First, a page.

Extremism and radicalisation on social media – Get SMART project

A blog by Rod Landman, Project Lead, Association for Real Change
February 2019

Get SMART is a user-led project for young people with learning disabilities at risk of radicalisation through social media.

In August 2017 I was astonished to discover that 75% of the young people being referred to the Channel element of the Prevent programme on ‘my patch’, in the South West, had learning disabilities or autism. Through a previous ARC project on mate crime, I had suspected that these youngsters were much more susceptible to online exploitation, but the scale of it surprised even me.

In a previous project of ours, ‘Safety Net’, which ran from 2009 – 2012, we gathered much anecdotal evidence that people with learning disabilities were experiencing a wide range of abuse perpetrated via social media, particularly financial and sexual exploitation. This was at a time when access to the Internet was rare if you had a learning disability (one survey suggested that only one in five had access to a computer). In the last few years things have changed – I can count the number of individuals who do not have a smart phone on the fingers of one hand. A good number of smart phone users do not realise that this means they are available online 24/7.

Our concerns grew following the historic case of Nicky Reilly, and the more recent examples of Damon Smith and Lloyd Gunton. Each of these young men came close to perpetrating terrorist acts. All were and are on the autistic spectrum. All were either groomed or grew their radical ideas online.

At the beginning of 2018 we became aware of a pot of funding from Google.org and ISD (Institute for Strategic Dialogue), which sought to grow grassroots responses to radicalisation and extremism. This was our chance and we were delighted to learn that we were one of just 22 successful applicants out of over 270 applications for funding, and so the Get SMART project was born.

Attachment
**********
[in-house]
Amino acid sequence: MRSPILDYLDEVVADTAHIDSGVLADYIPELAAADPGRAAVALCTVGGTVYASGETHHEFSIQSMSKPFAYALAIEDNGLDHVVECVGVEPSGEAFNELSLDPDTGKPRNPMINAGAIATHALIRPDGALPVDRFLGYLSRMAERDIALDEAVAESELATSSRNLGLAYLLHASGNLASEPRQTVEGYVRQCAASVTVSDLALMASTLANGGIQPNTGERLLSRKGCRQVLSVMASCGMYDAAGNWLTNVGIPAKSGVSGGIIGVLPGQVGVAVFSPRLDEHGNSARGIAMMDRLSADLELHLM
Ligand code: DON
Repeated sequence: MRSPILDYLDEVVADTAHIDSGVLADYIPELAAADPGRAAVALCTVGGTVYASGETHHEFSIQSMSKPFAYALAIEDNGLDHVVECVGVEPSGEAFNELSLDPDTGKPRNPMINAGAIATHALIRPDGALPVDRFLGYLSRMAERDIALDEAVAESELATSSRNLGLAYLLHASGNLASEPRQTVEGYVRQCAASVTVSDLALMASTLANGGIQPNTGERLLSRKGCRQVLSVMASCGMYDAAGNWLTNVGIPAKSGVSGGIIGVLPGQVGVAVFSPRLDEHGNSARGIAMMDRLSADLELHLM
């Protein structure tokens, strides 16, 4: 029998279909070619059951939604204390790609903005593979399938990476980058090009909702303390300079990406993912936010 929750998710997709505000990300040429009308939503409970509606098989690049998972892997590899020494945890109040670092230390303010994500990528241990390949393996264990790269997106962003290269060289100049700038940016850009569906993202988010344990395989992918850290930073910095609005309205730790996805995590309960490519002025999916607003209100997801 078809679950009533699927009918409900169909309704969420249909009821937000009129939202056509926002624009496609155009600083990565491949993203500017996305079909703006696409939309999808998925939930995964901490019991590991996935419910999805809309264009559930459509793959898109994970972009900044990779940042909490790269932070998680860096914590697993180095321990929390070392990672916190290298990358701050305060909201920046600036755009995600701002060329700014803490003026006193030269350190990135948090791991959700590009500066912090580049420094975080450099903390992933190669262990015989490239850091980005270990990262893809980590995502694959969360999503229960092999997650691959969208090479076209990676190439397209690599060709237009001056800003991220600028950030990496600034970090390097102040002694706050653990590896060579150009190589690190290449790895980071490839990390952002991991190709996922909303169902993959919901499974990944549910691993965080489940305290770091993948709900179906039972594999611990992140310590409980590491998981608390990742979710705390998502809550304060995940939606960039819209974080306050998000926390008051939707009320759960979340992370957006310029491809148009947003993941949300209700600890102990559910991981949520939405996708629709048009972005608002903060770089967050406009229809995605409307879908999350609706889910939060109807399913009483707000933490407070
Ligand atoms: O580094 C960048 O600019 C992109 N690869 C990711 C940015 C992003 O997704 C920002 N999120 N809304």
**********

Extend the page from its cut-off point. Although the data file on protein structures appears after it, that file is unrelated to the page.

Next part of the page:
The model we used was adapted from previous work we have completed on sexual exploitation. Teams of interested young people were recruited from Brook Green Centre for Learning in Plymouth and Petroc College in North Devon. Students discussed the issues from their perspectives, and invited in expert speakers from ISD, local Police Prevent leads and in-house safeguarding officers. The meetings led to some fascinating discussions, not just on social media and radicalisation, but on bullying, learning disability, and what it meant to them to have autism. Perhaps the most important insight was that every single student involved in the project preferred his or her life online to the ‘real’ world. One student commented, “Real life is terrible, filled with crime and death. I am not happy in real life. Real life is boring. I am invisible in real life. Online I can be seen. I can be whatever I want. There are no limits. I can achieve things. Online is a drug, it numbs the pain that is life.” This belief has highlighted a real gap with the previous generation, which is the very same one that is educating these young people today.

“Real life is terrible, filled with crime and death. I am not happy in real life. Real life is boring. I am invisible in real life. Online I can be seen. I can be whatever I want. There are no limits. I can achieve things. Online is a drug, it numbs the pain that is life.”

Following their research and discussion periods, the students then used their insights to develop learning materials, both for their peers and the professionals who support them. Pilot workshops were held at both sites, which proved hugely successful. One member of staff who attended a workshop said, “The staff have had a lot of training on [Prevent] . . . What was quite enlightening was to hear about it from the kids’ point of view and to hear about how important their online world is to them . . . I missed out on being the generation that’s grown up with computers.”

The project was externally evaluated by Manchester Metropolitan University, which found the project had been a huge success.

ARC is now delighted to be able to share all of the material produced through Get SMART, and our teaching plans, PowerPoints, resources and evaluation can all be downloaded, free of charge, from our website– feel free to download yours today.

Roderick Landman
ARC England
Email: rod.landman@arcuk.org.uk
Website: www.arcuk.org.uk

 

Get SMART – Project Notes